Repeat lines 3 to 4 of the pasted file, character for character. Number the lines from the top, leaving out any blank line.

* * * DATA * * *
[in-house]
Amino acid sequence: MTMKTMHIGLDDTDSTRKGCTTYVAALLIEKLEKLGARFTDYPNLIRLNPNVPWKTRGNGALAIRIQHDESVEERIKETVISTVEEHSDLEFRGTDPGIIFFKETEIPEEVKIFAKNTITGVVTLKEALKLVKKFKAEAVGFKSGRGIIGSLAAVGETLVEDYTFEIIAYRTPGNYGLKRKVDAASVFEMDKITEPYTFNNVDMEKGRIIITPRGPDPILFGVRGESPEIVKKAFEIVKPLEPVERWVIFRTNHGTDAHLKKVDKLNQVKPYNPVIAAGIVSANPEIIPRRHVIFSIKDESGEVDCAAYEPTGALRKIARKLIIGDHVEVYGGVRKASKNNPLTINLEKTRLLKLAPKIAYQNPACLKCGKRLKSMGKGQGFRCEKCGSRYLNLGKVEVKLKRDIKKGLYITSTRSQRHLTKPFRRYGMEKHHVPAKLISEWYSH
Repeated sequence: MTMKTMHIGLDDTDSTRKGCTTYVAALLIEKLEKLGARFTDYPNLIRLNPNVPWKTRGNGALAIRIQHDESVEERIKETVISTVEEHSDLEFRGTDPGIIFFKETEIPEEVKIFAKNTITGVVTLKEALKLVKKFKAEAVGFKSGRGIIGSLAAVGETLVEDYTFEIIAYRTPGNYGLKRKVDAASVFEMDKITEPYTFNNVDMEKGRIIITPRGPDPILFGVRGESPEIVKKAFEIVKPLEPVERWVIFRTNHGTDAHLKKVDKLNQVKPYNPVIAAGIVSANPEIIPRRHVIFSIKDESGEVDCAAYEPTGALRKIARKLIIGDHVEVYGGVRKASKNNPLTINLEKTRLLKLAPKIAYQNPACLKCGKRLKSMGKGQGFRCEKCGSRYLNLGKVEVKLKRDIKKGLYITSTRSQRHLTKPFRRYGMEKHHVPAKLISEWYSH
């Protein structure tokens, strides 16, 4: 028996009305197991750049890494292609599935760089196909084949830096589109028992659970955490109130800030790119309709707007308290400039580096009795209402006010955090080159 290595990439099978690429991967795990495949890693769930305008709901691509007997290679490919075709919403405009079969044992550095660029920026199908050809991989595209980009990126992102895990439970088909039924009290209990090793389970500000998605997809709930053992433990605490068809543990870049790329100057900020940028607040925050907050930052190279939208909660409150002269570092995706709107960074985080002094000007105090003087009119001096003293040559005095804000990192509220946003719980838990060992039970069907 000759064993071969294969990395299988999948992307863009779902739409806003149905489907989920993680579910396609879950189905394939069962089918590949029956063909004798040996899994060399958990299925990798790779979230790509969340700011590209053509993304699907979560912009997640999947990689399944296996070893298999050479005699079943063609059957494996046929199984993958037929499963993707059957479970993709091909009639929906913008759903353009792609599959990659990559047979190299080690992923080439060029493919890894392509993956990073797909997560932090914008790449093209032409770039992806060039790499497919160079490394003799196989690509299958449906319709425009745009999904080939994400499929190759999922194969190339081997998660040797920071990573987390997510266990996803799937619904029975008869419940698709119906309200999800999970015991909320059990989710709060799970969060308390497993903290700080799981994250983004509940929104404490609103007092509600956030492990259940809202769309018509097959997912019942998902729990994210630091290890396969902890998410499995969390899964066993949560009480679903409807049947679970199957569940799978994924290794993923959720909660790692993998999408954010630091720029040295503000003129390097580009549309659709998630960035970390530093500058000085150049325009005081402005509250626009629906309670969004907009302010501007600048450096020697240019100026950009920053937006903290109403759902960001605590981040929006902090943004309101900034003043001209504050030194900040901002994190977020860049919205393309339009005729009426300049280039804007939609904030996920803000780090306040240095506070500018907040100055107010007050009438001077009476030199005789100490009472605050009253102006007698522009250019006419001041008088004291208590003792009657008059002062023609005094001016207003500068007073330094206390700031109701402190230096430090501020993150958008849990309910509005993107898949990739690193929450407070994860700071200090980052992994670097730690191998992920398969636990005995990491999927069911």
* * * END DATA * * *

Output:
Repeated sequence: MTMKTMHIGLDDTDSTRKGCTTYVAALLIEKLEKLGARFTDYPNLIRLNPNVPWKTRGNGALAIRIQHDESVEERIKETVISTVEEHSDLEFRGTDPGIIFFKETEIPEEVKIFAKNTITGVVTLKEALKLVKKFKAEAVGFKSGRGIIGSLAAVGETLVEDYTFEIIAYRTPGNYGLKRKVDAASVFEMDKITEPYTFNNVDMEKGRIIITPRGPDPILFGVRGESPEIVKKAFEIVKPLEPVERWVIFRTNHGTDAHLKKVDKLNQVKPYNPVIAAGIVSANPEIIPRRHVIFSIKDESGEVDCAAYEPTGALRKIARKLIIGDHVEVYGGVRKASKNNPLTINLEKTRLLKLAPKIAYQNPACLKCGKRLKSMGKGQGFRCEKCGSRYLNLGKVEVKLKRDIKKGLYITSTRSQRHLTKPFRRYGMEKHHVPAKLISEWYSH
């Protein structure tokens, strides 16, 4: 028996009305197991750049890494292609599935760089196909084949830096589109028992659970955490109130800030790119309709707007308290400039580096009795209402006010955090080159 290595990439099978690429991967795990495949890693769930305008709901691509007997290679490919075709919403405009079969044992550095660029920026199908050809991989595209980009990126992102895990439970088909039924009290209990090793389970500000998605997809709930053992433990605490068809543990870049790329100057900020940028607040925050907050930052190279939208909660409150002269570092995706709107960074985080002094000007105090003087009119001096003293040559005095804000990192509220946003719980838990060992039970069907 000759064993071969294969990395299988999948992307863009779902739409806003149905489907989920993680579910396609879950189905394939069962089918590949029956063909004798040996899994060399958990299925990798790779979230790509969340700011590209053509993304699907979560912009997640999947990689399944296996070893298999050479005699079943063609059957494996046929199984993958037929499963993707059957479970993709091909009639929906913008759903353009792609599959990659990559047979190299080690992923080439060029493919890894392509993956990073797909997560932090914008790449093209032409770039992806060039790499497919160079490394003799196989690509299958449906319709425009745009999904080939994400499929190759999922194969190339081997998660040797920071990573987390997510266990996803799937619904029975008869419940698709119906309200999800999970015991909320059990989710709060799970969060308390497993903290700080799981994250983004509940929104404490609103007092509600956030492990259940809202769309018509097959997912019942998902729990994210630091290890396969902890998410499995969390899964066993949560009480679903409807049947679970199957569940799978994924290794993923959720909660790692993998999408954010630091720029040295503000003129390097580009549309659709998630960035970390530093500058000085150049325009005081402005509250626009629906309670969004907009302010501007600048450096020697240019100026950009920053937006903290109403759902960001605590981040929006902090943004309101900034003043001209504050030194900040901002994190977020860049919205393309339009005729009426300049280039804007939609904030996920803000780090306040240095506070500018907040100055107010007050009438001077009476030199005789100490009472605050009253102006007698522009250019006419001041008088004291208590003792009657008059002062023609005094001016207003500068007073330094206390700031109701402190230096430090501020993150958008849990309910509005993107898949990739690193929450407070994860700071200090980052992994670097730690191998992920398969636990005995990491999927069911």